Growing debt. In the wake of the crackdown on Alibaba’s Ant Group, microloans made through mobile apps are likely to be Chinese financial regulators’ next target, as peer-to-peer lending was in 2020. That’s a good thing. As Protocol’s Zeyi Yang reported this week, microlending is out of control—even food delivery apps offer to lend their users money.
Chinese law restricts such lending to a 36 percent annual percentage rate—a fraction of the cost of U.S. payday loans but still higher than credit card or bank rates. Otherwise, these now nearly universal ventures, seen as a gold mine by Chinese firms, have been largely unregulated. China’s central bank has already warned that there is almost no room for household debt to expand. Urban migrants from the countryside often juggle loans from multiple sources to make ends meet.
But in the long run, sustainable credit needs to be made available. Before online loans, many people turned to loan sharks and quasi-legal lenders such as pawn shops, which still lend out hundreds of billions of yuan at high interest rates a year.
Racialized surveillance. Following numerous reports of Chinese firms, including Huawei, singling out Uighurs in facial recognition, a Los Angeles Times/IPVM investigation found that Dahua, the world’s second-largest security camera manufacturer, provides Chinese police with “real-time warning for Uighurs” and informs them of “Uighurs with hidden terrorist inclinations.”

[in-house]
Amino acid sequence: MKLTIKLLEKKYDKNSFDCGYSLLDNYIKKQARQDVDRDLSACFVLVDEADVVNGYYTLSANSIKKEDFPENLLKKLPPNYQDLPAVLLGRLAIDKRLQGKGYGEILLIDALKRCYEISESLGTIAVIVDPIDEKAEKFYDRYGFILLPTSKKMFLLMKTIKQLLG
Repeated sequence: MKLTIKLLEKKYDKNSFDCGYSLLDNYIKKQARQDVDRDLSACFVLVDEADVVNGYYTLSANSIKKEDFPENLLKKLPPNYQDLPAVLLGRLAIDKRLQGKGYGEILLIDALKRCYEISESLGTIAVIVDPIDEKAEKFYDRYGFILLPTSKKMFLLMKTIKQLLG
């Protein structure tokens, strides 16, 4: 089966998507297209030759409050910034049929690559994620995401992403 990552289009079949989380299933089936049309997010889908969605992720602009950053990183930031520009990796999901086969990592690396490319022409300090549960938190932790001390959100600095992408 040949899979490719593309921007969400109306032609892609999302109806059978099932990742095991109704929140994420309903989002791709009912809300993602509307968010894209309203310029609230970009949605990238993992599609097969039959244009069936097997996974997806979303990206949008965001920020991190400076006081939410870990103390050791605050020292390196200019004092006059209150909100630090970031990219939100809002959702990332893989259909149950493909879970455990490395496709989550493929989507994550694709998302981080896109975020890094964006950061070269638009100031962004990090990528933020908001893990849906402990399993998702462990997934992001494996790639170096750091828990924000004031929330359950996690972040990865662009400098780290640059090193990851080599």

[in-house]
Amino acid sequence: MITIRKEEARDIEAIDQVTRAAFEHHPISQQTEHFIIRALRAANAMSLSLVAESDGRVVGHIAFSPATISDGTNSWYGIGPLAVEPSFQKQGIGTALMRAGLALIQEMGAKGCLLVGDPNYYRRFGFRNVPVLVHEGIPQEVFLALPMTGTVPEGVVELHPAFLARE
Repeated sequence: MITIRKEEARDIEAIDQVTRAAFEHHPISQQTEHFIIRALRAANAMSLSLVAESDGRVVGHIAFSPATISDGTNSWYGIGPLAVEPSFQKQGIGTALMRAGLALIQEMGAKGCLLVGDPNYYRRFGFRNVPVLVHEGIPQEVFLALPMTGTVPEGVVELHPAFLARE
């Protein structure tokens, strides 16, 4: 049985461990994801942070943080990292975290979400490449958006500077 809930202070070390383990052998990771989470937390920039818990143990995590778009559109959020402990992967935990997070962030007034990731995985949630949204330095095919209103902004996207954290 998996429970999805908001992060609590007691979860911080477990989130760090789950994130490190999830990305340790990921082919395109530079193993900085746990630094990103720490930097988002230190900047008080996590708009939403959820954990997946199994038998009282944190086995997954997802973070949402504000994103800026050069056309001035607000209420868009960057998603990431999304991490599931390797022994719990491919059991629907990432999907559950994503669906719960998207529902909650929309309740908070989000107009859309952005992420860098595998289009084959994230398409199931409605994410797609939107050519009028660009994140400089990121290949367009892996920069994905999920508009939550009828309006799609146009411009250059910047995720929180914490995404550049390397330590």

In many parts of China, being Uighur is now effectively criminalized, with the few remaining Uighur residents of cities outside Xinjiang reporting routine harassment by police. The arrival of Uighurs, even mothers with children, in a new city or town prompts the arrival of the police and actions ranging from warnings to stay in their hotel or apartment to deportation back to Xinjiang.
Dahua is rolling out its race-based systems to other countries, which may have their own least favored minorities to target.
Inflation divergence. The latest inflation figures point to a sharp divergence in the Chinese economy, with commodity prices pushing up producer price inflation while the consumer price index sees slight falls. It’s no surprise that consumption remains depressed: Even in the wake of China’s victory over the coronavirus, unexpected lockdowns are still relatively frequent, and families are more cautious about spending.
But the government is likely hoping for a boost from the Lunar New Year, which starts on Friday and usually sees a week of vacations and spending.
That’s it for this week.
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James Palmer is a deputy editor at Foreign Policy. Twitter: @BeijingPalmer